News / Asia

    Thailand Votes in Upper House Election

    • Thai Prime Minister Yingluck Shinawatra, right, checks a list of voters' names before voting at a polling station in Bangkok, March 30, 2014.
    • Thai Prime Minister Yingluck Shinawatra prepares to cast her ballot at a polling station in Bangkok, March 30, 2014.
    • An election official greets a woman in a wheelchair as she casts her ballot at a polling station in Bangkok, March 30, 2014.
    • An official sits in front of a board with a list of candidates as she waits for voters at a polling station during a vote to elect a new Senate, in Bangkok, March 30, 2014.
    • Gear and weapons of victims are placed by the road as security forces inspect the site of a bomb attack on police in the troubled southern Thai province of Narathiwat, March 30, 2014.
    • Two policemen were killed and three wounded in a roadside bomb attack as they were traveling to provide security to polling stations for Sunday's Senate elections. Here security forces inspect the site of a bomb attack on police in the troubled southern Thai province of Narathiwat, March 30, 2014.
       
    • Soldiers check electoral lists as they prepare to vote at a polling station in Bangkok, March 30, 2014.
    • Officials wait for voters at a polling station, in Bangkok, March 30, 2014.
    • An official holds a ballot as votes are counted at a polling station in Bangkok, March 30, 2014.
    • Anti-government protest leader Suthep Thaugsuban (C) gestures to supporters after praying at the Royal Plaza in Bangkok, March 29, 2014.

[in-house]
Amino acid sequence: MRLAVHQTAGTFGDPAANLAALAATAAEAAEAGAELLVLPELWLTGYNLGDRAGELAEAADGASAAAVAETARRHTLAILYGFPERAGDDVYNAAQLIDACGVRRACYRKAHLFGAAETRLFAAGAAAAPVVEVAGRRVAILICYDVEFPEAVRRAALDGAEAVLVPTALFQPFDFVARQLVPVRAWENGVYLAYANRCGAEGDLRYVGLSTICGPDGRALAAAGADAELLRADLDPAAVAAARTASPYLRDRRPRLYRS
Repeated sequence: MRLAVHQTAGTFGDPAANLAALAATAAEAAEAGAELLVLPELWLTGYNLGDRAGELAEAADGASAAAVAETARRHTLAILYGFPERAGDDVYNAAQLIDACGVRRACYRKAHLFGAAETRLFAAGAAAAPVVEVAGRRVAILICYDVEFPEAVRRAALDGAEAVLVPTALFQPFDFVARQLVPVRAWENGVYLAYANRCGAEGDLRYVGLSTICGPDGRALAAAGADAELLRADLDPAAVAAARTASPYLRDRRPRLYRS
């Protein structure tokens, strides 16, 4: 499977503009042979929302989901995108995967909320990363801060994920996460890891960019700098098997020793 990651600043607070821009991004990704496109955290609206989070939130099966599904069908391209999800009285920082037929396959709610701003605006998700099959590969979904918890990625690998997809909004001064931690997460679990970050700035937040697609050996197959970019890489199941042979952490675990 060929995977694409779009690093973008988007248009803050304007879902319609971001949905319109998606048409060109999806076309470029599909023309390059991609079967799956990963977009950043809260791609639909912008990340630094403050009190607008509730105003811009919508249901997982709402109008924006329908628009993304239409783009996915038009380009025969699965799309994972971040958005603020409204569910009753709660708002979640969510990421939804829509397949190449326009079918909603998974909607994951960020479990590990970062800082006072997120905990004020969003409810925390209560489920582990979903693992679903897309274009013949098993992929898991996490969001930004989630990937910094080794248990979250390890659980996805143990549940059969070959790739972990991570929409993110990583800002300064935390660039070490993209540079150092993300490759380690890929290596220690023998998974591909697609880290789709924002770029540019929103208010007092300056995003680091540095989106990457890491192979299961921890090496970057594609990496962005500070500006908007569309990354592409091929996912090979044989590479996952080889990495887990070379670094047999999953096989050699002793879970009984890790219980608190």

• An anti-government protester carries a placard with a picture of Thai Prime Minister Yingluck Shinawatra as protesters march through central Bangkok, March 29, 2014.
    Thailand Votes in Upper House Election
    VOA News
    Thais voted Sunday to choose legislators for the upper house of parliament in a test for Prime Minister Yingluck Shinawatra's beleaguered government.

    The vote came a day after tens of thousands of protesters took to the streets of Bangkok to demand that the prime minister resign.

    Sunday's voting went without disruptions, in contrast to the vote last month for the lower house.  That election was boycotted by the opposition and eventually nullified by Thailand's Constitutional Court.

    Should anti-government forces dominate the upper house, it will be easier to remove Ms. Yingluck if she is impeached.  She has been charged with ignoring corruption within a government rice subsidy program that has cost the country billions of dollars.  

    Yingluck is scheduled to present her defense to Thailand's National Anti-Corruption Commission Monday.

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